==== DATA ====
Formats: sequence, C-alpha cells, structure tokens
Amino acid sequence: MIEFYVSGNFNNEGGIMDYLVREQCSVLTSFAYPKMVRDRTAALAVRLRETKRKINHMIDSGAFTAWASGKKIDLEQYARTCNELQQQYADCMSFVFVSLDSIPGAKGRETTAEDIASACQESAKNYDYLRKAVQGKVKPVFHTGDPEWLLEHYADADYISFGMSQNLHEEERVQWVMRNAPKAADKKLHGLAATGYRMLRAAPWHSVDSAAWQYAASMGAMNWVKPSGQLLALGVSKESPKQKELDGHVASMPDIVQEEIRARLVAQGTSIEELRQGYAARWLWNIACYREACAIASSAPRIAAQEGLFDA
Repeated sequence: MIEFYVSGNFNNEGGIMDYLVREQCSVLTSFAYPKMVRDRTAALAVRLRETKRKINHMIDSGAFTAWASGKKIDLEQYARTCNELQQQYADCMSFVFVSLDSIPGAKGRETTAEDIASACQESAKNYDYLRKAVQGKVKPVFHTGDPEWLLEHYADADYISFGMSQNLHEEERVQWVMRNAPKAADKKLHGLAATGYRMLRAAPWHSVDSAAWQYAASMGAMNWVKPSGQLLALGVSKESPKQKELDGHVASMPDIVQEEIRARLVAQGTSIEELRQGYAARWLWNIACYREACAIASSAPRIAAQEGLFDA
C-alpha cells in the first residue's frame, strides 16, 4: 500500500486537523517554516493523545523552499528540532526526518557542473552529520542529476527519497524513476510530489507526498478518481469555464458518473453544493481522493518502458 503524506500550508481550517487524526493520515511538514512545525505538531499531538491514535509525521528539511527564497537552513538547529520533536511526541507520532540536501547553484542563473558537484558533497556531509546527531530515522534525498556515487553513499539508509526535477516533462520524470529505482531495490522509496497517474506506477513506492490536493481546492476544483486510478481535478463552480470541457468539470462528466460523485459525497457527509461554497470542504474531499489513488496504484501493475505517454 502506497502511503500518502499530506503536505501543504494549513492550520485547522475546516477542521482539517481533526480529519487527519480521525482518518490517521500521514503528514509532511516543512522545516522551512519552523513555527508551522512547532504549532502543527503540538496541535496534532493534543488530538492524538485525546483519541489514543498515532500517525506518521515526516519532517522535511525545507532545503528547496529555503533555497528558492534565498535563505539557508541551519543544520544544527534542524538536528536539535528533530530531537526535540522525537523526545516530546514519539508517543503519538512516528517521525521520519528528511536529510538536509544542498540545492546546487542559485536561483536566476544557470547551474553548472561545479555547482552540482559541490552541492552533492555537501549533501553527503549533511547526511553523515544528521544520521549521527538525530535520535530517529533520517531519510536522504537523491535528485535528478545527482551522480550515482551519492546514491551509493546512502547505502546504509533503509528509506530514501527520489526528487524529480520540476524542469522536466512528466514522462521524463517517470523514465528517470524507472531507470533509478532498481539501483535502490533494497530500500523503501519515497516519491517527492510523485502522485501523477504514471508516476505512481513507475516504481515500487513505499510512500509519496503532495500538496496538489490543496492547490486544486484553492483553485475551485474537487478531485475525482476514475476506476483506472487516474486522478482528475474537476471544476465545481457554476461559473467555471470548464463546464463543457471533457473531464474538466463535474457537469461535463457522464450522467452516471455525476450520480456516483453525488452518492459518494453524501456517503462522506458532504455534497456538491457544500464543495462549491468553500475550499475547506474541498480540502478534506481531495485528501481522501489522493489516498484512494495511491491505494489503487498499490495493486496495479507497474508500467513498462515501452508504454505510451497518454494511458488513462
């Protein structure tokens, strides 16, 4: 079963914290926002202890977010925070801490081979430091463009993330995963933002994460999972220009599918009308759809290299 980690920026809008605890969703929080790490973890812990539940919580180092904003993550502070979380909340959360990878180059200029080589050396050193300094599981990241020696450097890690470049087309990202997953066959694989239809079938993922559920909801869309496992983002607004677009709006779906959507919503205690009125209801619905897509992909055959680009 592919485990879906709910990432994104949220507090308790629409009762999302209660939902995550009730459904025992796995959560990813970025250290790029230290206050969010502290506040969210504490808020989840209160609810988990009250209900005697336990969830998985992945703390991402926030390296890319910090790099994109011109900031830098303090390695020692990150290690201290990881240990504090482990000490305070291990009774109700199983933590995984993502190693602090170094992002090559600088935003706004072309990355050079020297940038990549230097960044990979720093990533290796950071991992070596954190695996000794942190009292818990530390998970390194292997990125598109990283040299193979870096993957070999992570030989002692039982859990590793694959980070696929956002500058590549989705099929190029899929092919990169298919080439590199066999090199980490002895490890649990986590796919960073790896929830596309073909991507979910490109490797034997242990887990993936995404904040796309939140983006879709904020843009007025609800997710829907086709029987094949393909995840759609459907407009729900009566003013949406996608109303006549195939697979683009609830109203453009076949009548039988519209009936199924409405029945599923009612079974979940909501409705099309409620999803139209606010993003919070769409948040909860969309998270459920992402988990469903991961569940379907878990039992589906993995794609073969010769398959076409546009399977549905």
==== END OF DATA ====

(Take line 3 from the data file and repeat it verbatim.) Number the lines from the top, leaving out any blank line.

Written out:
Repeated sequence: MIEFYVSGNFNNEGGIMDYLVREQCSVLTSFAYPKMVRDRTAALAVRLRETKRKINHMIDSGAFTAWASGKKIDLEQYARTCNELQQQYADCMSFVFVSLDSIPGAKGRETTAEDIASACQESAKNYDYLRKAVQGKVKPVFHTGDPEWLLEHYADADYISFGMSQNLHEEERVQWVMRNAPKAADKKLHGLAATGYRMLRAAPWHSVDSAAWQYAASMGAMNWVKPSGQLLALGVSKESPKQKELDGHVASMPDIVQEEIRARLVAQGTSIEELRQGYAARWLWNIACYREACAIASSAPRIAAQEGLFDA